Jon Turtletaub is directing his National Treasure star, Nicolas Cage, in an upcoming Disney picture based on The Sorceror's Apprentice segment of Fantasia. That combination of talent means it won't be high on my viewing list when it opens; Turtletaub is one of the most insipid directors working, and Cage...perplexing, to say the least. But after a shoot in Park Slope I am enjoying the spectacle they're conjuring across the East River in Chinatown, in the vicinity of Grand Street--a gorgeous tableau of Chinese lanterns that have been shining brightly each night for a week now. There are Flickr pictures up of the day look, but it's not the same thing. You can enjoy the night shoot from a lovely overhead vantage point by taking any of the Manhattan Bridge trains and keeping your eyes peeled as they approach or depart from Grand Street--fares are going up, but this is still a $9.50 cost savings over actually seeing the movie, which will likely edit it down to a few measly shots anyway.

Monday, April 20, 2009

Ford wrangler

He's not Susan Boyle--yet. But my buddy Brad Nelson is on his way to web stardom, courtesy of the Ford Motor Company, which turned down federal bailout money but couldn't say no to Brad's plans to get its Fiesta off and running. Follow the "Follow the Fiesta" campaign that Brad and the lovely Emma are a part of; rumor has it that Julia and not Ryan Stiles is eager to lay hands on Brad, but a woman of the West doesn't give up so easily. (I can feel Brad, the stoic cowboy type with a touch of The Office about him, blushing as he reads this, but that's the cost of celebrity.) To think that when I met Brad at the Lighting Dimensions International trade show in 1997, he was a lowly intern, hand-pressing my suits, preparing my morning omelets, and separating my M&Ms by color (no yellows!) as I strode the show floors like the editorial colossus I once was. Now I'm reduced to figuring out how to get my cats to jump through flaming hoops or some other wacky YouTube stunt so I can compete on his level.

RIP Tharon Musser

There are theatrical lighting designers, and then there is Musser, who truly revolutionized the form. I met her in 2000, when she was part of a Lighting Dimensions International panel on the ground-breaking design of A Chorus Line (pictured) 25 years earlier. (It was the first to use a computerized lighting console, which was faithfully adapted by Natasha Katz for its recent revival.) She won a Tony for that achievement, plus two others, for Follies and Dreamgirls, and received an additional seven nominations. Her debut show was Long Day's Journey Into Night in 1956; the last of her many credits was Martin McDonagh's The Lonesome West in 1999. I regret not seeing any of her work first-hand; then again, her inspiration is felt throughout the profession, and touches every show in some way.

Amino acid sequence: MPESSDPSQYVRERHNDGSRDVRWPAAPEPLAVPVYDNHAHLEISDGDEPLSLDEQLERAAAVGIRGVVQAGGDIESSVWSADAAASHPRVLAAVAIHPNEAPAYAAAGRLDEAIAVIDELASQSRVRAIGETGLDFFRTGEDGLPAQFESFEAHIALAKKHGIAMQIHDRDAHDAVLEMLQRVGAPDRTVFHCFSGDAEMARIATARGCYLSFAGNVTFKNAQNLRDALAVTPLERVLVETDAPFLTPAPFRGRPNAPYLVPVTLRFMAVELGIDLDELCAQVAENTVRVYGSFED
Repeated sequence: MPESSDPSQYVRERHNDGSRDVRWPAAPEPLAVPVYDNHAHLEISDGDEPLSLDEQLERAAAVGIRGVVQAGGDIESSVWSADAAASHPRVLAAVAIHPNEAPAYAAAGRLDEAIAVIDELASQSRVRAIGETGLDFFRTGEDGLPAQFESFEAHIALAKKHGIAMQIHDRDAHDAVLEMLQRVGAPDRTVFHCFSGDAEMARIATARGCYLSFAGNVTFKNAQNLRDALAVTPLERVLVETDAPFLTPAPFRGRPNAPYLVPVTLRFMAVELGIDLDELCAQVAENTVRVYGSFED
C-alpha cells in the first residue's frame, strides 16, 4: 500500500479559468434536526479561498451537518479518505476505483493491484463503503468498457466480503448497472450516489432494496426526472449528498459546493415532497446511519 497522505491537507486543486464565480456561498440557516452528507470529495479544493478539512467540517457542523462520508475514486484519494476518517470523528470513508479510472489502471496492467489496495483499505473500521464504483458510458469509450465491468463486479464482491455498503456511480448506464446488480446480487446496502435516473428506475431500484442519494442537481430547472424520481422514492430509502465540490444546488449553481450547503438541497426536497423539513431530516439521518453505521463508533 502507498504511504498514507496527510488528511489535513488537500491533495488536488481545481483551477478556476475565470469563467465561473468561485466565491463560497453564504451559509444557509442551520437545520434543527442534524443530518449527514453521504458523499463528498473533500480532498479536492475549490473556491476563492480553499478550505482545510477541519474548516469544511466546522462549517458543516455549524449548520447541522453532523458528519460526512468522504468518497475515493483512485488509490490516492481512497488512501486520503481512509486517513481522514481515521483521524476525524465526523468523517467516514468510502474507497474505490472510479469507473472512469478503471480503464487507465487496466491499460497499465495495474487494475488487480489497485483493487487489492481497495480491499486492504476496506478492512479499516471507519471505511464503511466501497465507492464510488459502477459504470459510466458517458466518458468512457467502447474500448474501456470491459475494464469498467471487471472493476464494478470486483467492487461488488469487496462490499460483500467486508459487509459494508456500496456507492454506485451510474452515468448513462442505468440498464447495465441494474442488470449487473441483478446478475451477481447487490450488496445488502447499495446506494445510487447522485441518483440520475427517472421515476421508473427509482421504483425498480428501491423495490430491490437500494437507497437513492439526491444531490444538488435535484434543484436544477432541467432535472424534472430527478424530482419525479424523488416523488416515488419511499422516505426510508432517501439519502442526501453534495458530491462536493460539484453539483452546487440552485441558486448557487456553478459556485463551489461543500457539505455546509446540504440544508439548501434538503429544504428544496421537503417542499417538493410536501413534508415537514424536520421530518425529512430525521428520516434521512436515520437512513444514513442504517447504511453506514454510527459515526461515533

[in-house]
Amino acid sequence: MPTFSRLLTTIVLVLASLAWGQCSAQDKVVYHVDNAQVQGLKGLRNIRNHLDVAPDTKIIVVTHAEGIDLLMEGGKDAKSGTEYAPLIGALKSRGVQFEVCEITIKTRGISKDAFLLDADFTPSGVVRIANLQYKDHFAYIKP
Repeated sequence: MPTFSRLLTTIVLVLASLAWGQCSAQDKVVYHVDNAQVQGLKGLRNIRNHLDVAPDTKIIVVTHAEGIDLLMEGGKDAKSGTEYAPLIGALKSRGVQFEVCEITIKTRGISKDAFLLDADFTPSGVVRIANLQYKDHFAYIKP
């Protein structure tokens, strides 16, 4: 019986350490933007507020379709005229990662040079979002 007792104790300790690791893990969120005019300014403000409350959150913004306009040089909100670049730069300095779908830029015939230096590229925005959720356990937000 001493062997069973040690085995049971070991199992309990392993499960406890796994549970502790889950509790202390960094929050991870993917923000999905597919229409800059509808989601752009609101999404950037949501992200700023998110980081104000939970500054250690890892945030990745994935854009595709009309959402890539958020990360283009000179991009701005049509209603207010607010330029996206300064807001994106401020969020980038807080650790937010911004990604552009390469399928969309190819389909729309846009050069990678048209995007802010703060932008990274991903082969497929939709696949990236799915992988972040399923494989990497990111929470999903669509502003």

Susan Boyle

I have nothing to say about her, really; she broke as a global village phenomenon while I was off duty (a blogger should never admit to be being off duty, but I was off duty) and has somehow lingered for a week or two more, generating reams of bits and bytes and analysis and overanalysis. What will her fans think, though, if the Sidney Falcos combing through her trash discover that maybe she doesn't like cats? Or has been kissed? (The Victorianism of it all!) And you can see the trajectory, as sure as a chalk outline around a murder victim: The second thoughts ("Is she really that good?"), the little touches to make her just a little more attractive, like Dustin Hoffman in Tootsie, the sudden, unanticipated displays of diva behavior, the wearing away of the "authenticity" as she buys in, wraps herself in ermine and emeralds, and marries Colin Farrell. (Well, my crystal ball may be a little fuzzy there.) For now, at least, she's as pure as a Manhattan snowfall before it turns to slush, before we realize we can't protect the virtue and innocence we feel she represents and that we covet. It won't be pretty to watch us tear down what we have built up. In the meantime, I don't mind putting my cards on the table and admitting that I want some of that hit action, too, so if titling a post "Susan Boyle" somehow raises my numbers, hey, I'm in the Susan Boyle business, too. Aren't we all in the Susan Boyle business?

Sunday, April 19, 2009

RIP J.G. Ballard

Spring fever has struck and I've been away from my post, and active with the baby, these past few days. I hate to resume on a down note but I regret to note the passing of the British novelist, best known for the disturbing Crash and the autobiographical Empire of the Sun--two very different works united by a watchful and intensely engaged prose style that encompassed the modes he worked in with seeming ease. (A Scottish friend loaned me a copy of Ballard's cheeky Hello America, hoping to get a rise out of me, but what I got, besides the satire, was the usual lift I experienced whenever I explored "Ballardian" dystopias). He also contributed the story to the 1970 Hammer picture When Dinosaurs Ruled the Earth--not a credit high on his resume, but the kind of thing a fan remembers.

Wednesday, April 15, 2009

RIP Judith Krug

The librarian was not a famous person, but her tireless efforts against book banning (including titles that personally offended her) made her a true American, in the finest sense of the word. These are the real, unsung heroes. Let's continue her legacy and make this country a smarter, saner place.

Tuesday, April 14, 2009

Byrne this